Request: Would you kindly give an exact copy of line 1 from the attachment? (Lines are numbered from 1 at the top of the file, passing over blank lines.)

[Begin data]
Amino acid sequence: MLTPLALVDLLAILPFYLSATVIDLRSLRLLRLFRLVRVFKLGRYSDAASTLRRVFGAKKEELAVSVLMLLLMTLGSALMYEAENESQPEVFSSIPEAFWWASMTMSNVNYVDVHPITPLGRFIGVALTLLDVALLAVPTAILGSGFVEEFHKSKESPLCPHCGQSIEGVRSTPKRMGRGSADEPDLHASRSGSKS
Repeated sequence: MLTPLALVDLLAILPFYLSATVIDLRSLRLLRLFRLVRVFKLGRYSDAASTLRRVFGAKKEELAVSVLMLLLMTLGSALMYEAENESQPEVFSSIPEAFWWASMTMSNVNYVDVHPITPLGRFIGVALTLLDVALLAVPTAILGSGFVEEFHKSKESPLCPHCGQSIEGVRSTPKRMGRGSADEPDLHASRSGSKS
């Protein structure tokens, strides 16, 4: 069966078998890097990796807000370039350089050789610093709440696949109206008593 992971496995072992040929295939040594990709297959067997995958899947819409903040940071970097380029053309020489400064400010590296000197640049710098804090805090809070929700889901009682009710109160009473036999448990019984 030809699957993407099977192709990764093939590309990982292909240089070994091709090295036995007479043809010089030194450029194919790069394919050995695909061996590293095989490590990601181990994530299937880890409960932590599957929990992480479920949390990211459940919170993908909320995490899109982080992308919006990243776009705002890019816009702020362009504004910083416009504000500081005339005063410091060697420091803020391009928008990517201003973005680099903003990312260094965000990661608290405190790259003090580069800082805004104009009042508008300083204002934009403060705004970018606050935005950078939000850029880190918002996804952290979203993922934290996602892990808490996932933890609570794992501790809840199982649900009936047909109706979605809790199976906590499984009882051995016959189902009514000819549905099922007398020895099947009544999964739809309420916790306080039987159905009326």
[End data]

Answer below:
Amino acid sequence: MLTPLALVDLLAILPFYLSATVIDLRSLRLLRLFRLVRVFKLGRYSDAASTLRRVFGAKKEELAVSVLMLLLMTLGSALMYEAENESQPEVFSSIPEAFWWASMTMSNVNYVDVHPITPLGRFIGVALTLLDVALLAVPTAILGSGFVEEFHKSKESPLCPHCGQSIEGVRSTPKRMGRGSADEPDLHASRSGSKS